For example, through a partnership with Itron and Databuoy, the City of Annapolis deployed smart-city technology for public-safety purposes. More specifically, Annapolis integrated smart sensors, mounted to streetlights, and deployed over utility networks, to enable a gunshot detection system. The sensors identify and validate that a gun has been fired, where it was fired from, and what type of bullet was used. The connected communication between the sensors allows for real-time detection and notification of these incidents to the relevant parties (in this case, the Annapolis Police Department). Cities like Annapolis are able to leverage automated intelligence to promote public safety through partnerships with organizations that develop and maintain smart-city technology. The sharing of both sensors and data is an integral aspect of smart cities, especially in the case of public safety.
Smart Industry: What does the near future of smart-city technology look like?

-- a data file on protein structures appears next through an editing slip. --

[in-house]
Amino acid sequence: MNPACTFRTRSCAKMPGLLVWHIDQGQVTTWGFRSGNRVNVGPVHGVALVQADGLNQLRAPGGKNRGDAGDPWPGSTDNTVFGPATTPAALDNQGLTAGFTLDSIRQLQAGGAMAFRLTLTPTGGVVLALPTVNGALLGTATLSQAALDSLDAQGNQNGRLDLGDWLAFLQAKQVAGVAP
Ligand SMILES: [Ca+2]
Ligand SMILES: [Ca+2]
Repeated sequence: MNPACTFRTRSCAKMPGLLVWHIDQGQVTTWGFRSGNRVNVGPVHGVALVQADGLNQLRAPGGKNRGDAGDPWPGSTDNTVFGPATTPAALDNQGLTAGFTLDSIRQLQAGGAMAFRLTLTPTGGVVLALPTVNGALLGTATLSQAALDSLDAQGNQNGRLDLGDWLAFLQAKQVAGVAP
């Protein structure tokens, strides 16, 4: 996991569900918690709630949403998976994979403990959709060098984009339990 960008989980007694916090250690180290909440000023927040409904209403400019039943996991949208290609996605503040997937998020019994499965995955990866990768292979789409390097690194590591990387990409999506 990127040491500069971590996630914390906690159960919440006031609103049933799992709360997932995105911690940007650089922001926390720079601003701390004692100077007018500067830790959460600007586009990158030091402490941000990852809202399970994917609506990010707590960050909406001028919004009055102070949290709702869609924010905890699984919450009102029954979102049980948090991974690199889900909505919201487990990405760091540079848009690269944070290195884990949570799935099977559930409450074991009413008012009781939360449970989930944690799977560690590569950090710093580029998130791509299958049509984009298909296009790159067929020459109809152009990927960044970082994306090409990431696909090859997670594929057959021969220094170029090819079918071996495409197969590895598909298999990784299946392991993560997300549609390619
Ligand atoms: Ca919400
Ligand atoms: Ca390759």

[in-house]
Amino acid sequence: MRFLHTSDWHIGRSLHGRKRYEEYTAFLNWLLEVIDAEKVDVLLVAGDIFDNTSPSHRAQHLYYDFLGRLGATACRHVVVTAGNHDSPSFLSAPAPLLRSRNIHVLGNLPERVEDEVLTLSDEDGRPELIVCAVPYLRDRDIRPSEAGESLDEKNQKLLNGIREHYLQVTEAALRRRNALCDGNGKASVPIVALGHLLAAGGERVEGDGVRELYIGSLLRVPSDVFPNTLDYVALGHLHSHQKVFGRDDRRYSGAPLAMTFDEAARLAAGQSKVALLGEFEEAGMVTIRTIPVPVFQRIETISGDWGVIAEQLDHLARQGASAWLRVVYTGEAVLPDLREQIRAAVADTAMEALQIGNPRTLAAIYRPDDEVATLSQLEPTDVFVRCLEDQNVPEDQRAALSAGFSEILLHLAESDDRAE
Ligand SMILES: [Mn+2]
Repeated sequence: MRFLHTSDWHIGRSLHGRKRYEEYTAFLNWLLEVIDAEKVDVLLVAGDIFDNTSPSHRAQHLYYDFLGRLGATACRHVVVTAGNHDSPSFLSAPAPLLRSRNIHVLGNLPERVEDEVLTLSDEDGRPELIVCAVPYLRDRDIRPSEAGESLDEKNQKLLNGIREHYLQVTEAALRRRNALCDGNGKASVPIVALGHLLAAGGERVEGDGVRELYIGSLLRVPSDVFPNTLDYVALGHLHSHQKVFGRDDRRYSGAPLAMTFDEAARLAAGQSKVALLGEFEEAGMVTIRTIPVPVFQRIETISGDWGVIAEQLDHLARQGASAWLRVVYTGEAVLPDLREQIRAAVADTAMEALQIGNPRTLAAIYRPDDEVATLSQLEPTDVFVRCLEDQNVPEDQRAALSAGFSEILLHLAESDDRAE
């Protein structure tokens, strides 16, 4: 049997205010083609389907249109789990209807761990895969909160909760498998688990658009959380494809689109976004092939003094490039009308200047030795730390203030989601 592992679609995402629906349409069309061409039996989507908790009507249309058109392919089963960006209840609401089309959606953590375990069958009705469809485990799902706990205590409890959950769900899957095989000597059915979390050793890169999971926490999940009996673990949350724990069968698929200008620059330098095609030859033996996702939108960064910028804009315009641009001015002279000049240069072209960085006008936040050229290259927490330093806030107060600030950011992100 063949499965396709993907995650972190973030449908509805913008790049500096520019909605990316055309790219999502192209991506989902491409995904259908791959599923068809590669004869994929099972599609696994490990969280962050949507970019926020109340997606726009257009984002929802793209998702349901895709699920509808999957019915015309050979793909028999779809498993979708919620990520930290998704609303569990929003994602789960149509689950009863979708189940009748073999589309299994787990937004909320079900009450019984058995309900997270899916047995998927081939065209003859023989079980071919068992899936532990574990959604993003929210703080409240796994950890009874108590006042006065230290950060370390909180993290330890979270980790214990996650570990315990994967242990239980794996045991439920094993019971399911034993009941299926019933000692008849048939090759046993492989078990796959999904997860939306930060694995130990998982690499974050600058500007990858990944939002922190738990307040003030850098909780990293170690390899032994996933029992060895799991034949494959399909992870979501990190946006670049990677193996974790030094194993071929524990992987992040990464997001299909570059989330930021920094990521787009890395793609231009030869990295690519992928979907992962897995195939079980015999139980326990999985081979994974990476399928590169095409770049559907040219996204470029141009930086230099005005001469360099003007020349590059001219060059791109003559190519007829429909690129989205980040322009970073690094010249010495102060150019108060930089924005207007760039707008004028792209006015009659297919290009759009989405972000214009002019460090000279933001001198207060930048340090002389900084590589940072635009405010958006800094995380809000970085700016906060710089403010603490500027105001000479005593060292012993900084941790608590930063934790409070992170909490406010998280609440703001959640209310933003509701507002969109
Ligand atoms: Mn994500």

Dan: In the next several years, smart-city technology is expected to advance significantly, characterized by the integration of IIoT devices, advanced data analytics, enhanced energy efficiency, sustainable infrastructure, citizen engagement and inclusivity, and resilience and safety measures. These trends will shape the development of smart cities, fostering improved connectivity, data-driven decision-making, optimized resource usage, citizen participation, and the ability to mitigate risks and enhance the safety of critical infrastructure, along with contributing to crucial decisions needed in response to the impacts of climate change.
Building on natural partnerships between various stakeholders such as cities, utilities, commercial/industrial enterprises, and technology providers, technology will play a vital role in realizing the vision of efficient, sustainable and safe smart cities.